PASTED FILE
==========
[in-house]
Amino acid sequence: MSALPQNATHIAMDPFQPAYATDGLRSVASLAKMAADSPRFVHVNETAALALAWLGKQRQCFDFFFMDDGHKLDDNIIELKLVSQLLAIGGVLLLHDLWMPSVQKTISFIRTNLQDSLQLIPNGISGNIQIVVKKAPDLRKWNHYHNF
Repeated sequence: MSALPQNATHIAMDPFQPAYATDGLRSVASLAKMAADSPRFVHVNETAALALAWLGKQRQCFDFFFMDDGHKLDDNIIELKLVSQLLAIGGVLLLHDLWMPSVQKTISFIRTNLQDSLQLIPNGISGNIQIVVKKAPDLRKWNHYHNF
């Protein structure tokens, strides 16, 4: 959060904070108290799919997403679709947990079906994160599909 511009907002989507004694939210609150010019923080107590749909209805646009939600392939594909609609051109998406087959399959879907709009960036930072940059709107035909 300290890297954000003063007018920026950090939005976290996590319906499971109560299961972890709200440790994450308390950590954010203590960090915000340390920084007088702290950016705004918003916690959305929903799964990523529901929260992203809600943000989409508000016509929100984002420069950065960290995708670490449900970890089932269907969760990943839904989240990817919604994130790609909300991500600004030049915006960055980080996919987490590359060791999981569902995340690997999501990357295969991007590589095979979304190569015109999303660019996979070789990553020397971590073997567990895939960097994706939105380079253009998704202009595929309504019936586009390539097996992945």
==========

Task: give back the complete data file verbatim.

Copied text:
[in-house]
Amino acid sequence: MSALPQNATHIAMDPFQPAYATDGLRSVASLAKMAADSPRFVHVNETAALALAWLGKQRQCFDFFFMDDGHKLDDNIIELKLVSQLLAIGGVLLLHDLWMPSVQKTISFIRTNLQDSLQLIPNGISGNIQIVVKKAPDLRKWNHYHNF
Repeated sequence: MSALPQNATHIAMDPFQPAYATDGLRSVASLAKMAADSPRFVHVNETAALALAWLGKQRQCFDFFFMDDGHKLDDNIIELKLVSQLLAIGGVLLLHDLWMPSVQKTISFIRTNLQDSLQLIPNGISGNIQIVVKKAPDLRKWNHYHNF
């Protein structure tokens, strides 16, 4: 959060904070108290799919997403679709947990079906994160599909 511009907002989507004694939210609150010019923080107590749909209805646009939600392939594909609609051109998406087959399959879907709009960036930072940059709107035909 300290890297954000003063007018920026950090939005976290996590319906499971109560299961972890709200440790994450308390950590954010203590960090915000340390920084007088702290950016705004918003916690959305929903799964990523529901929260992203809600943000989409508000016509929100984002420069950065960290995708670490449900970890089932269907969760990943839904989240990817919604994130790609909300991500600004030049915006960055980080996919987490590359060791999981569902995340690997999501990357295969991007590589095979979304190569015109999303660019996979070789990553020397971590073997567990895939960097994706939105380079253009998704202009595929309504019936586009390539097996992945």